You can also put up a "wall", which is where people can randomly leave comments…if it’s your birthday your friends can leave you a little note, or if you’re sick they can leave a 'get well soon' message…or, for businesses, you could ask people to leave a testimonial for a product or service you’ve provided. (There’s also a super wall and a fun wall, which allow for added functionalities.)

If you're a small business, freelancer or solo practitioner you'll want to check out their classified section, called “marketplace”, where you can post your services or browse through "for sale" items. On a recent visit I found ads for a jazz piano teacher and a ride to Yankee stadium.

You can post an event or browse events - and check out what events your friends post or are attending.

You can post a Facebook Flyer announcing something special going on with your business. They start at $5 to display your Flyer 2,500 times and go up as you increase the run times. It will appear in your homepage but you can also post it on specific networks.

There's also a tool to create polls, and you can target Facebook users based on gender, age, school, location, or profile keyword. This is especially useful if you need to compile market data/research on a product or service.

You can join groups, or create one if you don’t find what you’re looking for (stay tuned for the Mogulette Facebook group, coming soon!). Members can add videos or pictures to the home page, and easily interact with the whole group through the group discussion forums, where you can ask the group questions and have ongoing dialogues.

For book lovers there's the virtual bookshelf where you can let people know what books you’re reading and find out their favorites.

There’s still a lot more that I need to look into, but at least this will get us started…

Here's some related articles I found on using Facebook:

12 Ways to Use Facebook Professionally

How to Use Facebook to Promote Your Business or Blog

How to Use Facebook Without Losing Your Job

How To Use Facebook Flyers To Get Amazing Free Demographic Information

How are you using Facebook? Please let us know!

Thursday, November 8, 2007

Successful Female Entrepreneur Tells Her Story

How can a company with no business plan, no offices, and no track record become a multi-million dollar business? That's exactly what I asked Rosalind Resnick, who took her company, NetCreations, from a two-person home based startup in 1995 to a public company generating $58 million in sales. She recently addressed a group of internet entrepreneurs at an iBreakfast meeting I attended. After listening to the program director, Alan Brody, give a short introduction about her, I knew I needed to find out more, so I asked her for an interview. She graciously accepted, and I've posted the details below.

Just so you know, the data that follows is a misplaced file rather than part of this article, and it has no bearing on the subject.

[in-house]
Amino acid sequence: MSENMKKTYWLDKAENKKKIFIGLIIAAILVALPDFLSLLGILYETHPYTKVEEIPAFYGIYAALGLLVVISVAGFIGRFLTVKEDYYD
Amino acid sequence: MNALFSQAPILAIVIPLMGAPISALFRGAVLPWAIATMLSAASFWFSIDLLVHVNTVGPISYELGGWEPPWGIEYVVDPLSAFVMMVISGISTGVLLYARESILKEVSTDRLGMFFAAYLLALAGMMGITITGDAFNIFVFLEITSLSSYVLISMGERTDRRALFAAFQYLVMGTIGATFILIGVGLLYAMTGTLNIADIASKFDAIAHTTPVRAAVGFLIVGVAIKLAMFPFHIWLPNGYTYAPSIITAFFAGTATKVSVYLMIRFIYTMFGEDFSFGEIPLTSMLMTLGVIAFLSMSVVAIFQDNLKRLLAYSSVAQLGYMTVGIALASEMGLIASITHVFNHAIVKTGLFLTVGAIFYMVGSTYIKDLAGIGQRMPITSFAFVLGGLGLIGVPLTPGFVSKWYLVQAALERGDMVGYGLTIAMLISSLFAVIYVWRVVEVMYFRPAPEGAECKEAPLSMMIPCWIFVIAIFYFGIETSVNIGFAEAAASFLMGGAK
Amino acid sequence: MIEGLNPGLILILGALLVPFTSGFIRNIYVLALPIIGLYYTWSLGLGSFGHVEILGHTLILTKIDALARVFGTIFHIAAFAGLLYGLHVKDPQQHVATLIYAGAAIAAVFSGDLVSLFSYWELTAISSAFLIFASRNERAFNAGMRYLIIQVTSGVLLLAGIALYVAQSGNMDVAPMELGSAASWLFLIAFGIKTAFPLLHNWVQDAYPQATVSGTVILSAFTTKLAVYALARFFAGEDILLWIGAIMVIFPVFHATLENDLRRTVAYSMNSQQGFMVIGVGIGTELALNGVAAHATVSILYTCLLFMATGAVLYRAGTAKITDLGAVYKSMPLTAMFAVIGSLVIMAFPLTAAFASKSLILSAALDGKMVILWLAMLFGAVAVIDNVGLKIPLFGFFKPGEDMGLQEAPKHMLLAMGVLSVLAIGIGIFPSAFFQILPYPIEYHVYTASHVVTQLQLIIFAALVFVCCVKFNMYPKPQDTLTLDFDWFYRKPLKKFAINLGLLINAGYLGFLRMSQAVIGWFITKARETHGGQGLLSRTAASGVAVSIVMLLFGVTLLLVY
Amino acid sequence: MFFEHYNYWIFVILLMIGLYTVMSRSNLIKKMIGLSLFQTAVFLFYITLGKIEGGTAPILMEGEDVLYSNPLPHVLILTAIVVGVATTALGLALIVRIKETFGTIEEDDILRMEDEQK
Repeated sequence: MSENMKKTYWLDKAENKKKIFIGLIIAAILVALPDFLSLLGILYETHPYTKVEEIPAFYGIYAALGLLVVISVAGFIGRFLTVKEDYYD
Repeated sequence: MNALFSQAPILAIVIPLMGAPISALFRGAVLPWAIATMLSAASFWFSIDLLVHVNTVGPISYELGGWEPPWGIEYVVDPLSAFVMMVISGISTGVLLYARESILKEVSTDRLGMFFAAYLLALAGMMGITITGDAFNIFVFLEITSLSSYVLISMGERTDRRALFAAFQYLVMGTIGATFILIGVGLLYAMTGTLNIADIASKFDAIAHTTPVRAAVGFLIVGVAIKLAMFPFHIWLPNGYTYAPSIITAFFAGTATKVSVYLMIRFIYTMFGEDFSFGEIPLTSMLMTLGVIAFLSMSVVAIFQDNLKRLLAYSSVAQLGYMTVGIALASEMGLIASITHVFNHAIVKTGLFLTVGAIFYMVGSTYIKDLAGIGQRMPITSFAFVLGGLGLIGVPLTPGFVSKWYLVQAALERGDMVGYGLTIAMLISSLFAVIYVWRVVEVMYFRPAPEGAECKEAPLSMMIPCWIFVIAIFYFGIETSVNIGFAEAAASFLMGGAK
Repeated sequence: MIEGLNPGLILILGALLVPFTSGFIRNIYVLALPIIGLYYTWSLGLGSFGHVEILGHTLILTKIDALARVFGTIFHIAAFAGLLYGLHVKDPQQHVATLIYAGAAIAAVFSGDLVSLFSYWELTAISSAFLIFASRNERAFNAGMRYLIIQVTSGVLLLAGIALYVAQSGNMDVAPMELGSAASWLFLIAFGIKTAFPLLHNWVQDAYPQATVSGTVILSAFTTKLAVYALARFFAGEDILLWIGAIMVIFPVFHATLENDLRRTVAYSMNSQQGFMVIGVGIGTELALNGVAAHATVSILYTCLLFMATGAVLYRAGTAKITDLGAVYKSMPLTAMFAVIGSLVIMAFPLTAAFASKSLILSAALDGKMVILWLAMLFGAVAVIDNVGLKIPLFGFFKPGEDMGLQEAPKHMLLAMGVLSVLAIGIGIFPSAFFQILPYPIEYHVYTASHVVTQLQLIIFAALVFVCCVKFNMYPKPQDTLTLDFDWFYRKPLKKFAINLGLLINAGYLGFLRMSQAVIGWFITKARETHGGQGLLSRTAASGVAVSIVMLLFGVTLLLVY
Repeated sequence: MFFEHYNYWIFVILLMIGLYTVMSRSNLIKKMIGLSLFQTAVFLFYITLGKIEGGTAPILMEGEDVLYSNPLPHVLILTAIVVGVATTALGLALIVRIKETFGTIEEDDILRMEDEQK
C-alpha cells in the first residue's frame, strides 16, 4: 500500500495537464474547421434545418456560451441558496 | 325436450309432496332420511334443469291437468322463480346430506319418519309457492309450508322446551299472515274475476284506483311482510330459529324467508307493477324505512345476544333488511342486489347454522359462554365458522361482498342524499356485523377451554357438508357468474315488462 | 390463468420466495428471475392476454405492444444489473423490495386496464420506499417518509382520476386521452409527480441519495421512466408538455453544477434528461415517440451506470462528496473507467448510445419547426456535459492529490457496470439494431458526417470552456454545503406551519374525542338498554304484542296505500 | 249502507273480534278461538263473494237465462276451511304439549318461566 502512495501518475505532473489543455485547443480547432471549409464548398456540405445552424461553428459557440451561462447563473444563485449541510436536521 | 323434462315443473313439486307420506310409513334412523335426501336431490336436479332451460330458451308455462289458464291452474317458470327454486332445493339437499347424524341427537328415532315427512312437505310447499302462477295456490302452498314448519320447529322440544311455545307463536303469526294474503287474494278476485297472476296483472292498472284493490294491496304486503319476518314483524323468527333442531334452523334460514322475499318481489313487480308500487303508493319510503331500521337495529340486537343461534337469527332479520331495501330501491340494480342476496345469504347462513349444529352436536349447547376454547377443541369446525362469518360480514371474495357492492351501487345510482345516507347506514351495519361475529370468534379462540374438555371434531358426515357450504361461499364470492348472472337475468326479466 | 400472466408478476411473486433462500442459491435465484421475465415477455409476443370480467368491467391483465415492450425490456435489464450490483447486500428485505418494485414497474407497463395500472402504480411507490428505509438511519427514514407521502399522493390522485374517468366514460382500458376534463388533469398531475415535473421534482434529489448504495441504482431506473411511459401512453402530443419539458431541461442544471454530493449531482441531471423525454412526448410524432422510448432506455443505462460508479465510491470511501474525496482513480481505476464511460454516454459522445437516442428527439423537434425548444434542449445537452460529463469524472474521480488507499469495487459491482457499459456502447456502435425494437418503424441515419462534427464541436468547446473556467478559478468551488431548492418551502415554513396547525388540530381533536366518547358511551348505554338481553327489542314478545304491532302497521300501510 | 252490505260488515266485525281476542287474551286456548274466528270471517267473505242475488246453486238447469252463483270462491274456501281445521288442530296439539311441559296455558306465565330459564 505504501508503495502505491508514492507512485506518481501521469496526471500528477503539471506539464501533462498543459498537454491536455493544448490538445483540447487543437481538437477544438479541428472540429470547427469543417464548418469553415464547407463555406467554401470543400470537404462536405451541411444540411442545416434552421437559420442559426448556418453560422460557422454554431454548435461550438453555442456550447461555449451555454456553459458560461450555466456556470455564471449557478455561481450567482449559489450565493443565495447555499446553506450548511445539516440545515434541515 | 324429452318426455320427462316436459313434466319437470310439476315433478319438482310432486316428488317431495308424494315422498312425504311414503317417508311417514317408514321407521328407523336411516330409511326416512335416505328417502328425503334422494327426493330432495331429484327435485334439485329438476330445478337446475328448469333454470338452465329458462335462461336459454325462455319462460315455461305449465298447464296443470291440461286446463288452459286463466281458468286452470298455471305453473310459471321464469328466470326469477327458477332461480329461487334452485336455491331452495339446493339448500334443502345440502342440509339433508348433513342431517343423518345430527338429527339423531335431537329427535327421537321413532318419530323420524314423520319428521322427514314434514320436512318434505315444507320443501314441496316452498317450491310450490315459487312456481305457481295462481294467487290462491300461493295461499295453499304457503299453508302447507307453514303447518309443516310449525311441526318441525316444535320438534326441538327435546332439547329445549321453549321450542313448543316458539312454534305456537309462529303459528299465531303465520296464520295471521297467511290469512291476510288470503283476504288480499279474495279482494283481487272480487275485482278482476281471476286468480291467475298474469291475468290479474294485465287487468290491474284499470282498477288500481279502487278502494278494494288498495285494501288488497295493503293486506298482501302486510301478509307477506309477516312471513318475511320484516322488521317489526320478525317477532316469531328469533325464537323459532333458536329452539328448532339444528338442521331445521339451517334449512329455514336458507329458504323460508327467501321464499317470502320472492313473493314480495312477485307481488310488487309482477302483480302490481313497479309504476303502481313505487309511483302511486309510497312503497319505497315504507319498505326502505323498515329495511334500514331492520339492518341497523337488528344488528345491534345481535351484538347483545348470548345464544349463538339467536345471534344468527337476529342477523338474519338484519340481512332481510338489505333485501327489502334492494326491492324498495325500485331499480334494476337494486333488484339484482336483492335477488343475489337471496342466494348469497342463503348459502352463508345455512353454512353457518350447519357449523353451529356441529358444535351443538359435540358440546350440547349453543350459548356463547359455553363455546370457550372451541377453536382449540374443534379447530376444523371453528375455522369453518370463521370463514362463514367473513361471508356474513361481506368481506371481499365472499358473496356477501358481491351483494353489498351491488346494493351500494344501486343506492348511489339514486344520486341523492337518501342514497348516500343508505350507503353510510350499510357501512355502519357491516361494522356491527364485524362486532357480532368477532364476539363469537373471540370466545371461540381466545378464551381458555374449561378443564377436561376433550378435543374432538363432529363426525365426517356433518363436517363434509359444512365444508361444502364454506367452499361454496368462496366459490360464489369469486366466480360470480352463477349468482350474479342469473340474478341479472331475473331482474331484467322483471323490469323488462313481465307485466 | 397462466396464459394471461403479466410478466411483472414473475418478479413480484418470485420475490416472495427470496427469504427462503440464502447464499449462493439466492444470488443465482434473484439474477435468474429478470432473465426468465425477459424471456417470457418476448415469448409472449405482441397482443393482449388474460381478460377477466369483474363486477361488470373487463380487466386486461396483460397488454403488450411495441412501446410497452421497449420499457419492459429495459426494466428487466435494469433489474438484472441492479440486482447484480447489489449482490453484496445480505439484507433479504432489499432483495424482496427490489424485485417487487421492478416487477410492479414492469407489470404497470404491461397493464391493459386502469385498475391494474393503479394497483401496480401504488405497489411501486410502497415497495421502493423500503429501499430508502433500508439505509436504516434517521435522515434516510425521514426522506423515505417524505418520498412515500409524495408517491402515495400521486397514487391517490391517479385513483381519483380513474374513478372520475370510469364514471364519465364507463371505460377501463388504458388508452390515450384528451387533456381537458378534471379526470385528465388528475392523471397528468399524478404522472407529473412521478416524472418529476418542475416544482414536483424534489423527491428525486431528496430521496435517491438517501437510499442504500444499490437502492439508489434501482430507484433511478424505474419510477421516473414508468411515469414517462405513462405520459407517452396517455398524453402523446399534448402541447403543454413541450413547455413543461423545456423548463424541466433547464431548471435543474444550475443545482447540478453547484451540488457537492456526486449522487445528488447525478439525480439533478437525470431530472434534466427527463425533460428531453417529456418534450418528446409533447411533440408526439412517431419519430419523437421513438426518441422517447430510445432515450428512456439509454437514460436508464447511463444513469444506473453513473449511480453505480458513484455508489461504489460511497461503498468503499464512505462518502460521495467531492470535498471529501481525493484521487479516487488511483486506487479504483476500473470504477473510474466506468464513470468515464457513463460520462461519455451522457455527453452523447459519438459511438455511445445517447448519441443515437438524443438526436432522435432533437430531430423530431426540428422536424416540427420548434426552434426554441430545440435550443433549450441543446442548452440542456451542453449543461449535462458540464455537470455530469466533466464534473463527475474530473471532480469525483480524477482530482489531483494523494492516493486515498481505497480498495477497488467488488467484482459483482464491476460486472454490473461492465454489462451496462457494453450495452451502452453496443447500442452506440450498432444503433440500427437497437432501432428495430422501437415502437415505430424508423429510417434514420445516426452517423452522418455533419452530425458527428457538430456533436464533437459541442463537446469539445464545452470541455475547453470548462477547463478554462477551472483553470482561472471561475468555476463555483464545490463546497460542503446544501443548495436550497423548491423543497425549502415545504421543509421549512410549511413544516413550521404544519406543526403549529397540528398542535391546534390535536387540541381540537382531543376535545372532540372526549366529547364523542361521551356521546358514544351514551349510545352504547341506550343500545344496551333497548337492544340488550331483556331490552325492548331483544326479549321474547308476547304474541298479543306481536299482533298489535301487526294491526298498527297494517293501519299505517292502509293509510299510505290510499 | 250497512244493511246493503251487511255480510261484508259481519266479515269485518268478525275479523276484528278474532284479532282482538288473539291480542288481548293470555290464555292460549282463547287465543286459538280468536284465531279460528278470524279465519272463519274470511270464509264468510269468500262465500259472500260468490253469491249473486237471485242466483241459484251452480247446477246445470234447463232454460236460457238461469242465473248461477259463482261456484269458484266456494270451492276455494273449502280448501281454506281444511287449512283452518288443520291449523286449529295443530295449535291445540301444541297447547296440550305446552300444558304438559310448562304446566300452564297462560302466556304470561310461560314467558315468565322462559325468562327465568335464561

Where did you get the idea to start an email marketing company?

NetCreations started out as a Web design firm in 1995. Pretty quickly, we began to see that our clients needed more than just cool Web sites – they needed a way to get people there. We pioneered opt-in email marketing as a way to connect marketers with the consumers and business people who wanted more information about their products and services but didn’t want to waste time surfing the Web trying to find them.

Did you have a business plan?

No. We didn’t have a formal business plan until our company went public.

How much money did you start out with, and where did it come from?

We started with $1,000. My partner and I contributed the capital.

What did you use the money for?

The money was just to open our bank account. My partner was a Web designer and programmer who worked at our local ISP [internet service provider] so he had the technical skills that we needed. I was a journalist who had just written a book about doing business on the Internet so I did the sales and p.r. and brought in the clients.

What happened after that? How did the company get sooo successful in such a short time? Did you ever imagine it would grow as much as it did?

Our big break came when a circulation manager from Ziff-Davis tested our lists in the fall of 1996 and got a response far better than anything he’d ever achieved through postal mail or telemarketing. Once we realized that we were in the direct marketing business and that companies like Ziff-Davis needed to be able to mail to millions of names in thousands of different categories, we started putting together a partner network of high-traffic Web sites to build our database.

What were the most crucial factors that helped your company achieve success?

Building a partner network of Web sites that sent email addresses to our database and partnering with list brokers, ad agencies and resellers to market our lists to Fortune 1000 clients

What mistakes do you see startups making the most?

Failure to plan. While some companies fail because they lack capital, many more startups go under because their founders lack management experience or because their business models don’t add up.

What advice do you give your startup clients?

Don’t be afraid to try new things and make mistakes. As long as you learn from your mistakes, you’ll be all right.

It's interesting to see how by building a partner network you can grow your company faster and larger than just by yourself. That's definitely something that Mogulettes-in-the-making need to think about: who can refer clients to me that isn't in direct competition with me? Pet care providers can team up with pet stores, life coaches with career counselors, children's entertainers with babysitters, I could go on and on.

Rosalind is now using the valuable knowledge she gained from her experience to help small businesses become successful through her company, Axxess Business Consulting. She's also one the experts "on call" at, where she and a handful of others answer questions related to startups. And as if that weren't enough, on top of that she writes a blog, Vest Pocket Consultant, with more information on small business. Thanks Rosalind!